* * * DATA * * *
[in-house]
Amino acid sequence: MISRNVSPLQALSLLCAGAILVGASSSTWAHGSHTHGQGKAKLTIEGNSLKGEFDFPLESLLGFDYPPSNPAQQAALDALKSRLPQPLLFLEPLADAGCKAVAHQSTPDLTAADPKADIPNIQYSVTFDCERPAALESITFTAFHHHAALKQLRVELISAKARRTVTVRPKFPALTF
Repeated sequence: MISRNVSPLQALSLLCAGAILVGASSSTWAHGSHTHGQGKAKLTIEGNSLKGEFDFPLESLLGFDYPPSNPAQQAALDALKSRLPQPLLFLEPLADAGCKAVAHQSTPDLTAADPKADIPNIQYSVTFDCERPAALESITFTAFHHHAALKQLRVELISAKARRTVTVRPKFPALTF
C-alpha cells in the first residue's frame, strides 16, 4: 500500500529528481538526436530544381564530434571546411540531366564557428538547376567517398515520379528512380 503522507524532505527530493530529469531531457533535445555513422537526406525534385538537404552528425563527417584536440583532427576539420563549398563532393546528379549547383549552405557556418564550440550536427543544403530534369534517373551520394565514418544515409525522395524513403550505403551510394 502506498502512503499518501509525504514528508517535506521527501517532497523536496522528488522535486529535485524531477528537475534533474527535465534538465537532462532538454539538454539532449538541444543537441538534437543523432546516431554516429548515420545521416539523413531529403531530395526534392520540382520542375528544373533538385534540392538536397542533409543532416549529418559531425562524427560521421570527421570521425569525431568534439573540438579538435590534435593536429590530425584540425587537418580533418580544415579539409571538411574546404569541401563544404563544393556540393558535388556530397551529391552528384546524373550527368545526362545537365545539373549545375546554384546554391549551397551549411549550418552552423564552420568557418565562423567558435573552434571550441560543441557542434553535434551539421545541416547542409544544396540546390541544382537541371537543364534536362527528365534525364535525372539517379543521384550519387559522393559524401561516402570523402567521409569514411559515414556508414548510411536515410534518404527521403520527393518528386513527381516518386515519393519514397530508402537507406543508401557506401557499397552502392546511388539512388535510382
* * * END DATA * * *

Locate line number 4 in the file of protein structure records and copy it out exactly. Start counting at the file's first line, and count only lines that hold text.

C-alpha cells in the first residue's frame, strides 16, 4: 500500500529528481538526436530544381564530434571546411540531366564557428538547376567517398515520379528512380 503522507524532505527530493530529469531531457533535445555513422537526406525534385538537404552528425563527417584536440583532427576539420563549398563532393546528379549547383549552405557556418564550440550536427543544403530534369534517373551520394565514418544515409525522395524513403550505403551510394 502506498502512503499518501509525504514528508517535506521527501517532497523536496522528488522535486529535485524531477528537475534533474527535465534538465537532462532538454539538454539532449538541444543537441538534437543523432546516431554516429548515420545521416539523413531529403531530395526534392520540382520542375528544373533538385534540392538536397542533409543532416549529418559531425562524427560521421570527421570521425569525431568534439573540438579538435590534435593536429590530425584540425587537418580533418580544415579539409571538411574546404569541401563544404563544393556540393558535388556530397551529391552528384546524373550527368545526362545537365545539373549545375546554384546554391549551397551549411549550418552552423564552420568557418565562423567558435573552434571550441560543441557542434553535434551539421545541416547542409544544396540546390541544382537541371537543364534536362527528365534525364535525372539517379543521384550519387559522393559524401561516402570523402567521409569514411559515414556508414548510411536515410534518404527521403520527393518528386513527381516518386515519393519514397530508402537507406543508401557506401557499397552502392546511388539512388535510382